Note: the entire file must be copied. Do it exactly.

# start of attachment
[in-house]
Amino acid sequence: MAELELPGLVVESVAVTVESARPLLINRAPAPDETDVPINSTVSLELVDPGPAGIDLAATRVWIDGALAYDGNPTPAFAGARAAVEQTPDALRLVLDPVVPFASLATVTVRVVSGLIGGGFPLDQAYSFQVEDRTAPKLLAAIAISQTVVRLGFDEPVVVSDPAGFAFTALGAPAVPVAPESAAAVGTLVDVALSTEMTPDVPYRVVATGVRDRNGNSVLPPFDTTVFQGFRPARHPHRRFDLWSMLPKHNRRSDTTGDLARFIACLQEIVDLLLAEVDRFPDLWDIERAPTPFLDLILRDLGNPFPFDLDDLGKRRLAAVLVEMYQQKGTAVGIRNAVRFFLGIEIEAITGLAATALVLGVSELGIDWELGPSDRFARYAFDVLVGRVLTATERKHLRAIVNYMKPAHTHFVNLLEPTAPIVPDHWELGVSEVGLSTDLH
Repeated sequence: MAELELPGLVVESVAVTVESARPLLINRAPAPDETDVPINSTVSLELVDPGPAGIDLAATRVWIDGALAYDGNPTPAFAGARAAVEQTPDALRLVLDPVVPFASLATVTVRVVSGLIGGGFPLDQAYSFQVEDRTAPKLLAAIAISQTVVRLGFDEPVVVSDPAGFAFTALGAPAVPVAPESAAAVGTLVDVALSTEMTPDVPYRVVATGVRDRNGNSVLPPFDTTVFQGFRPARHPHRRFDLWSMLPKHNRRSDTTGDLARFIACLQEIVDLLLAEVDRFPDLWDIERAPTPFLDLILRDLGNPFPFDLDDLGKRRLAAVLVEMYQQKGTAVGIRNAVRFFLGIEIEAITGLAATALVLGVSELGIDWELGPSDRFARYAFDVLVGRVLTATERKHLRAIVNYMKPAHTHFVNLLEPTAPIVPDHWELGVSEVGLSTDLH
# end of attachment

[in-house]
Amino acid sequence: MAELELPGLVVESVAVTVESARPLLINRAPAPDETDVPINSTVSLELVDPGPAGIDLAATRVWIDGALAYDGNPTPAFAGARAAVEQTPDALRLVLDPVVPFASLATVTVRVVSGLIGGGFPLDQAYSFQVEDRTAPKLLAAIAISQTVVRLGFDEPVVVSDPAGFAFTALGAPAVPVAPESAAAVGTLVDVALSTEMTPDVPYRVVATGVRDRNGNSVLPPFDTTVFQGFRPARHPHRRFDLWSMLPKHNRRSDTTGDLARFIACLQEIVDLLLAEVDRFPDLWDIERAPTPFLDLILRDLGNPFPFDLDDLGKRRLAAVLVEMYQQKGTAVGIRNAVRFFLGIEIEAITGLAATALVLGVSELGIDWELGPSDRFARYAFDVLVGRVLTATERKHLRAIVNYMKPAHTHFVNLLEPTAPIVPDHWELGVSEVGLSTDLH
Repeated sequence: MAELELPGLVVESVAVTVESARPLLINRAPAPDETDVPINSTVSLELVDPGPAGIDLAATRVWIDGALAYDGNPTPAFAGARAAVEQTPDALRLVLDPVVPFASLATVTVRVVSGLIGGGFPLDQAYSFQVEDRTAPKLLAAIAISQTVVRLGFDEPVVVSDPAGFAFTALGAPAVPVAPESAAAVGTLVDVALSTEMTPDVPYRVVATGVRDRNGNSVLPPFDTTVFQGFRPARHPHRRFDLWSMLPKHNRRSDTTGDLARFIACLQEIVDLLLAEVDRFPDLWDIERAPTPFLDLILRDLGNPFPFDLDDLGKRRLAAVLVEMYQQKGTAVGIRNAVRFFLGIEIEAITGLAATALVLGVSELGIDWELGPSDRFARYAFDVLVGRVLTATERKHLRAIVNYMKPAHTHFVNLLEPTAPIVPDHWELGVSEVGLSTDLH